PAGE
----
Many of you may recall that when the Federal Accessibility Act Consultation came to Charlottetown in December 2016, we were there and presented a summary of the main barriers to accessibility faced by people with hearing loss.  We also gave recommendations on how to remove those barriers and how to change attitudes.  (See here for a copy of our submission: FAL Submission Dec 8 2016)

Since that historic day, we have been doing our best here on Prince Edward Island to improve accessibility options, remove barriers to accessibility, and change attitudes in the perception of hearing loss.  Our education and outreach activities have resulted in modest success, and perhaps it’s a good moment in time to summarize some of these accomplishments:

  • A booklet on communication tips for those with hearing loss was published.
  • The Aural Report blog was begun by me, followed by a Twitter account.
  • A project with PEI lawyers resulted in lawyers able to recognize the signs of hearing loss and improve communications with clients.  As lawyers encouraged their clients with hearing loss to try out pocket talkers, an unexpected benefit occurred.  Clients began to accept that hearing loss was not the stigma they thought it was and took steps to improve their ability to hear.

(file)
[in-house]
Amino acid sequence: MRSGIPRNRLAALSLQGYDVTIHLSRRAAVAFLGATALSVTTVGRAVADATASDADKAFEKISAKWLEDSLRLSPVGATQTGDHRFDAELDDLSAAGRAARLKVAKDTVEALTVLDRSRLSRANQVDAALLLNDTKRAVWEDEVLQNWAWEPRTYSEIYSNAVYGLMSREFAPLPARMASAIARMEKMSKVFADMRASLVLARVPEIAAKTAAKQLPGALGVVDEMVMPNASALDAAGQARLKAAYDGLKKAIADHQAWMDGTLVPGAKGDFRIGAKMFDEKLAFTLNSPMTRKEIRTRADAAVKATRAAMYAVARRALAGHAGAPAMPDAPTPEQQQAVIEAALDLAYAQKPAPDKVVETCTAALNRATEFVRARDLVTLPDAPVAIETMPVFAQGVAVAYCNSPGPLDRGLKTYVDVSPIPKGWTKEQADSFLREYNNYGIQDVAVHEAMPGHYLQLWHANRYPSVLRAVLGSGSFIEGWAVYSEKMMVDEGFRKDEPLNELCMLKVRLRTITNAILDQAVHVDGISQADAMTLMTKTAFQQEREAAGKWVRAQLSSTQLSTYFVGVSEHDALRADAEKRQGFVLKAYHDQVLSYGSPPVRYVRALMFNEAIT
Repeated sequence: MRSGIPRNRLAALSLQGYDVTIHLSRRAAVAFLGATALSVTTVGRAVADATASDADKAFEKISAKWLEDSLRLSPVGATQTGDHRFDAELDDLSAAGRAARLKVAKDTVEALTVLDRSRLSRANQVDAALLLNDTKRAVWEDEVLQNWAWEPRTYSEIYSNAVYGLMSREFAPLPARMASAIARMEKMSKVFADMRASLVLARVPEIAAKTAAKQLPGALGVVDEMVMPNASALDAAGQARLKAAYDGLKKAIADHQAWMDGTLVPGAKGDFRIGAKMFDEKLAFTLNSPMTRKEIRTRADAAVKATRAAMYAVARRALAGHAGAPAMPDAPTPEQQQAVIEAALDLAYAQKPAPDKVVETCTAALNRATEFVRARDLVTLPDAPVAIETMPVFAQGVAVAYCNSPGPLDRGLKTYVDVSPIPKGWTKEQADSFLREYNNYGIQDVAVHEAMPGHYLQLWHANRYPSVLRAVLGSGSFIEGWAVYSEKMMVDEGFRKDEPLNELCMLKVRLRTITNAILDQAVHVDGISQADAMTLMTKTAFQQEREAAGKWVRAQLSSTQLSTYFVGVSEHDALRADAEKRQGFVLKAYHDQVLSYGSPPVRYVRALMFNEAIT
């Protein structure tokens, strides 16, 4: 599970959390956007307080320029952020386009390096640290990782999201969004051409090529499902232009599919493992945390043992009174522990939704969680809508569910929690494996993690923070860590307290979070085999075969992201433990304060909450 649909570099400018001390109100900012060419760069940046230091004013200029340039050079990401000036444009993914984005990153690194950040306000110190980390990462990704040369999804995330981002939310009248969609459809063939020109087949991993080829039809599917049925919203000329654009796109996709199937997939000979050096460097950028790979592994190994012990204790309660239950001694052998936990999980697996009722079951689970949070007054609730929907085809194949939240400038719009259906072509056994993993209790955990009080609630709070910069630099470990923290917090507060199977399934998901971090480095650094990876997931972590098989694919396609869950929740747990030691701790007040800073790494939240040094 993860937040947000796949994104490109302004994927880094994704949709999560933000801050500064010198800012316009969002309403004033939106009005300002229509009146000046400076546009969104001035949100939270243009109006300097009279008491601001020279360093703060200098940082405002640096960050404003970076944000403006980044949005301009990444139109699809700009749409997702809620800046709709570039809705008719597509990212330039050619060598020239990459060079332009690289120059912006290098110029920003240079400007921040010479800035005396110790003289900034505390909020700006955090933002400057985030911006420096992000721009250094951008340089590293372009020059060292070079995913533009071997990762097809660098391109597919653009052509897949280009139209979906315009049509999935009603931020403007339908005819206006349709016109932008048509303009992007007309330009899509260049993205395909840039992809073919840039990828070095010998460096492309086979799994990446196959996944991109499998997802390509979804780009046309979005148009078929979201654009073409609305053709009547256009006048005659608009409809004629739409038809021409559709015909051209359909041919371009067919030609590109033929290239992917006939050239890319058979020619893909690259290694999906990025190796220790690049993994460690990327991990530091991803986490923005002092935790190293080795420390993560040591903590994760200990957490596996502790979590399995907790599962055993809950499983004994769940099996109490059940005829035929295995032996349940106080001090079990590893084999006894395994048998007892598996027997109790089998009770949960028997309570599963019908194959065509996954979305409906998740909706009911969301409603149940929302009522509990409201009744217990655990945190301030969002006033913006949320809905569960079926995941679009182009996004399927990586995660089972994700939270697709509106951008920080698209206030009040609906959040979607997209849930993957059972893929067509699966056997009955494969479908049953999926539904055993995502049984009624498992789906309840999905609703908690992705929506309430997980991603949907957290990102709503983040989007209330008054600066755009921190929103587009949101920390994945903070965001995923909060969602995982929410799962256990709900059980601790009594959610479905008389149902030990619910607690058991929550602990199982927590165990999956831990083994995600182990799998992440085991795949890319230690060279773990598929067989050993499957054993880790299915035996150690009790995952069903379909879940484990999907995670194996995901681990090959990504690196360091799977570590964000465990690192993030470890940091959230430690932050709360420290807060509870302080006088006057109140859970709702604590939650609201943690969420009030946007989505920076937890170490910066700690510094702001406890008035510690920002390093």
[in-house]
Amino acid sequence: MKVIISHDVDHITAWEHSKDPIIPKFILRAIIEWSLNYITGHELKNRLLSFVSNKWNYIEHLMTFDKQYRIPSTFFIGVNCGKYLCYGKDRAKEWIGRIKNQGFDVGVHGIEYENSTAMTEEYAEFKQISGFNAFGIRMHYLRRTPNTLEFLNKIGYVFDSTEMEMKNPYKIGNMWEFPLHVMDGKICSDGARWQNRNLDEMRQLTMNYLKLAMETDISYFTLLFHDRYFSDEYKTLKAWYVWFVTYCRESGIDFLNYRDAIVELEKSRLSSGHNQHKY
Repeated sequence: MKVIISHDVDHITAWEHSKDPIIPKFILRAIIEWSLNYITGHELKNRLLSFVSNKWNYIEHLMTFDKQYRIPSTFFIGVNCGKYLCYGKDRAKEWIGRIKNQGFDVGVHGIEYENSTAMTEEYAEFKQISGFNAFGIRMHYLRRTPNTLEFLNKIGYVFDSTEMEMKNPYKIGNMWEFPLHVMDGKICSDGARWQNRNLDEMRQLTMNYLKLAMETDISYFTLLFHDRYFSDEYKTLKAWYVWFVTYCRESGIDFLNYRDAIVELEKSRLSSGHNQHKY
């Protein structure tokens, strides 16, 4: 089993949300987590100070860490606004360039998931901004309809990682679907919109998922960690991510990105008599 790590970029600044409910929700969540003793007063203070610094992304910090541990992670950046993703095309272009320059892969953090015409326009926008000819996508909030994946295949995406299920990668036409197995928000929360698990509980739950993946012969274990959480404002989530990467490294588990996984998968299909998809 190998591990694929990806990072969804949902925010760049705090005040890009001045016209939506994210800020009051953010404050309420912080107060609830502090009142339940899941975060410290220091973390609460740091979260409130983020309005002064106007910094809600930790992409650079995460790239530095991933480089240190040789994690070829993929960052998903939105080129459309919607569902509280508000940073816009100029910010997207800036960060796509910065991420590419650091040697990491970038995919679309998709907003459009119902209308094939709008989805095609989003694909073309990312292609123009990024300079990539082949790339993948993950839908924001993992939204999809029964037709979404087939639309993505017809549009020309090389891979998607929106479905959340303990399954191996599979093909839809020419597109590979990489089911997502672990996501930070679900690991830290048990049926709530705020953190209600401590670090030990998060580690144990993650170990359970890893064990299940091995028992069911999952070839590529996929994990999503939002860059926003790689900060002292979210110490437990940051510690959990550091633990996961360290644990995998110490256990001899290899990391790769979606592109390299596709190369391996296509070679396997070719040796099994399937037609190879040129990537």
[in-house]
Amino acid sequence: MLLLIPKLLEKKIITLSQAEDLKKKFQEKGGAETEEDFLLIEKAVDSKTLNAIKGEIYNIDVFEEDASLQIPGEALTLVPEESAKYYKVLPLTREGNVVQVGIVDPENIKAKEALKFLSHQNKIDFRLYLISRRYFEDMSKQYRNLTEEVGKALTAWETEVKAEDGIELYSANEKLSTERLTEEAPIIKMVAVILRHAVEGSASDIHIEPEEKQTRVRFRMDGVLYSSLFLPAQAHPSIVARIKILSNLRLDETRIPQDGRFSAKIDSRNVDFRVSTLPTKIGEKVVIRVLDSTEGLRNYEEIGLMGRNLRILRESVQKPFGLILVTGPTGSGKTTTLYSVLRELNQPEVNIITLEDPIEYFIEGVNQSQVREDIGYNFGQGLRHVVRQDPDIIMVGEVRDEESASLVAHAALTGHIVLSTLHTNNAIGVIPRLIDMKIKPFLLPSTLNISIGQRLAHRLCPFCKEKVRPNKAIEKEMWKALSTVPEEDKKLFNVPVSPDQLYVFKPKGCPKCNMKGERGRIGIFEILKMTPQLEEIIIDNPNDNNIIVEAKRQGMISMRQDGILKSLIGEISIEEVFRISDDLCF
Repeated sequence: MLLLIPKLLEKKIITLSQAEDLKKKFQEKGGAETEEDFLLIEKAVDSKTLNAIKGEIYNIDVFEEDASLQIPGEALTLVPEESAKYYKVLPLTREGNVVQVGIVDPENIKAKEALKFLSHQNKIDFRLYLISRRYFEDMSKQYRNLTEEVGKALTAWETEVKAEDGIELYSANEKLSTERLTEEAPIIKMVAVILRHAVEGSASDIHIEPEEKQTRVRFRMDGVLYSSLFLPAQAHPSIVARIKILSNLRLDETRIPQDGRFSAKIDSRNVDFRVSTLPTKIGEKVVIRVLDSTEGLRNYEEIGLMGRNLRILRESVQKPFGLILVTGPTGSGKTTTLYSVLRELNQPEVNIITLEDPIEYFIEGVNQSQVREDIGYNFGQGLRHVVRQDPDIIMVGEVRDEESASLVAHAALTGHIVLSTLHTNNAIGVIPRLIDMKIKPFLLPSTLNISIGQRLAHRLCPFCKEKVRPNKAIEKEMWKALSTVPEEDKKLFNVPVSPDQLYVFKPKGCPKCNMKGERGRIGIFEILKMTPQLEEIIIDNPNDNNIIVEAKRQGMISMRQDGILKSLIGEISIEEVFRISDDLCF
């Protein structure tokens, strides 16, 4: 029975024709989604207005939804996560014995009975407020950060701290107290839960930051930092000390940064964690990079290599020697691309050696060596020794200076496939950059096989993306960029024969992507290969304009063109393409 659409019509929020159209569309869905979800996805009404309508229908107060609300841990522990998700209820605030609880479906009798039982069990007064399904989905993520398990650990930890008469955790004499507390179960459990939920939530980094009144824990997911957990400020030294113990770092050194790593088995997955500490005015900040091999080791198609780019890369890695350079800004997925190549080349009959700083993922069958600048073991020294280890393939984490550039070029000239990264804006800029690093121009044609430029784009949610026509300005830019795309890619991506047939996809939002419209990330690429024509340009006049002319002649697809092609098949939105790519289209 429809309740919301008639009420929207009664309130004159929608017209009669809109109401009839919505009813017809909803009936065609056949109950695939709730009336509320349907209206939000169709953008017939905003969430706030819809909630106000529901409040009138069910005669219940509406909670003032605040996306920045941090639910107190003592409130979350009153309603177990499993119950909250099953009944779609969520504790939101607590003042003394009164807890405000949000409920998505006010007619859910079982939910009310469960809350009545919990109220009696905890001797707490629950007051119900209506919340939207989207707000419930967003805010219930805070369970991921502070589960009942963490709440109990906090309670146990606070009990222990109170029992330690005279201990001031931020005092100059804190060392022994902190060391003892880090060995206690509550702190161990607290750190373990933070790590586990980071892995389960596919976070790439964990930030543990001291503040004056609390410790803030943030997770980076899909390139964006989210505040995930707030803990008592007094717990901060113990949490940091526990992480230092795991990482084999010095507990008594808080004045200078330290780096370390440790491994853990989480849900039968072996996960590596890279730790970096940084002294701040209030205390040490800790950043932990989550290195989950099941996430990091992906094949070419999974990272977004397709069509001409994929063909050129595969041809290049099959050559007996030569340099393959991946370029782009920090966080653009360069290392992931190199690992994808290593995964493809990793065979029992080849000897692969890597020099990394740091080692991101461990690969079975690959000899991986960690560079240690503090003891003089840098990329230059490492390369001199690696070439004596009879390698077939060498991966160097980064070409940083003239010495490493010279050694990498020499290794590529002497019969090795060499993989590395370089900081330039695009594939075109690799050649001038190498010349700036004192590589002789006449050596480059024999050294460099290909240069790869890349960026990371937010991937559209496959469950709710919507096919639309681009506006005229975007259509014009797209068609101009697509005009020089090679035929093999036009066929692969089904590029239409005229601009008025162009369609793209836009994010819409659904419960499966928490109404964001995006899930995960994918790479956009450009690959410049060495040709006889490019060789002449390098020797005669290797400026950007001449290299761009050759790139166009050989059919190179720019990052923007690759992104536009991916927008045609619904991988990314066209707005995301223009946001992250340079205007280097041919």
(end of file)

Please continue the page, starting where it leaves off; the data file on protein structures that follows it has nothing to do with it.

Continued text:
• Hearing loops were installed in a few places on the Island, resulting in exceptional clarity of sound availability for those who attend events at those places.
  • Media coverage on hearing related topics in newspapers and on radio.

The items listed above are in addition to ongoing meetings with guest speakers on topics related to hearing health and hearing loss, speaking engagements, and outreach at various conferences and events. The speech reading classes facilitated by Nancy MacPhee are increasingly popular. Currently we are engaged in an advocacy effort related to funding access for seniors who are having difficulty affording hearing aids.

With the passage of Bill C-81, we hope to be able to do more here on the island with regards to hearing accessibility.

Employment and Social Development Canada’s (ESDC) Accessibility Secretariat Survey

You can play a part in shaping future federal accessibility policy by participating in a survey conducted by Quorus Consulting Group on behalf of the Employment and Social Development Canada’s (ESDC) Accessibility Secretariat. The survey is open to Canadian citizens at least 18 years of age who have had a disability in the past or are currently living with a disability, and takes about 15 minutes to complete, depending on how much feedback you want to provide.

The information you provide will be managed according to the requirements of the Privacy Act. Survey submissions are accepted from May 28 to June 28, 2019. Here’s how you can participate:

© Daria Valkenburg

UPCOMING EVENTS

June Chapter meeting:  Tuesday, June 25, 2019 at 9:30 am at North Tryon Presbyterian Church. Guest speakers:  Colin MacKenzie and Nancy MacPheeColin will speak about his experience as a youth with hearing loss.  Nancy will give a report on the CHHA National Conference in Montreal that she attended.

Outreach Event: Invitation to have a display booth on June 26, 2019 at the National Human Rights Conference, at The Delta Prince Edward Hotel in Charlottetown. Link to the agenda: https://www.cashra2019pei.ca/programme.